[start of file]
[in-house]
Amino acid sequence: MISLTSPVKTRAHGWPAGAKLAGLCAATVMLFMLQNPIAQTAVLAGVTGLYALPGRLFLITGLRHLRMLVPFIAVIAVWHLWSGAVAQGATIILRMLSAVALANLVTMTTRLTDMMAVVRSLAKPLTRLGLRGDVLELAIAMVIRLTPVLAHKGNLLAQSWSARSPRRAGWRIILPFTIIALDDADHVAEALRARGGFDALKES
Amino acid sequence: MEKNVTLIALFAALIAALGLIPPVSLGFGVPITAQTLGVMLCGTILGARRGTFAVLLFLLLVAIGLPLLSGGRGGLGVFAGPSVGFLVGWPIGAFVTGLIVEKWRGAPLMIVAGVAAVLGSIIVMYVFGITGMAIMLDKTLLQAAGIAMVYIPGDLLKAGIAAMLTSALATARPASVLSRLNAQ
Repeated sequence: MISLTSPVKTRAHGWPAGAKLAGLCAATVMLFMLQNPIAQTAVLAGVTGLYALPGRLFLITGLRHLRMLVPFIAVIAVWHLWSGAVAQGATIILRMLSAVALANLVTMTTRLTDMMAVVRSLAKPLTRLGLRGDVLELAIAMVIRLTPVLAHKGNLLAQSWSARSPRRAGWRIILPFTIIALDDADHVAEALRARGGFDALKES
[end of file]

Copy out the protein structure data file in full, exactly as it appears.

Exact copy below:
[in-house]
Amino acid sequence: MISLTSPVKTRAHGWPAGAKLAGLCAATVMLFMLQNPIAQTAVLAGVTGLYALPGRLFLITGLRHLRMLVPFIAVIAVWHLWSGAVAQGATIILRMLSAVALANLVTMTTRLTDMMAVVRSLAKPLTRLGLRGDVLELAIAMVIRLTPVLAHKGNLLAQSWSARSPRRAGWRIILPFTIIALDDADHVAEALRARGGFDALKES
Amino acid sequence: MEKNVTLIALFAALIAALGLIPPVSLGFGVPITAQTLGVMLCGTILGARRGTFAVLLFLLLVAIGLPLLSGGRGGLGVFAGPSVGFLVGWPIGAFVTGLIVEKWRGAPLMIVAGVAAVLGSIIVMYVFGITGMAIMLDKTLLQAAGIAMVYIPGDLLKAGIAAMLTSALATARPASVLSRLNAQ
Repeated sequence: MISLTSPVKTRAHGWPAGAKLAGLCAATVMLFMLQNPIAQTAVLAGVTGLYALPGRLFLITGLRHLRMLVPFIAVIAVWHLWSGAVAQGATIILRMLSAVALANLVTMTTRLTDMMAVVRSLAKPLTRLGLRGDVLELAIAMVIRLTPVLAHKGNLLAQSWSARSPRRAGWRIILPFTIIALDDADHVAEALRARGGFDALKES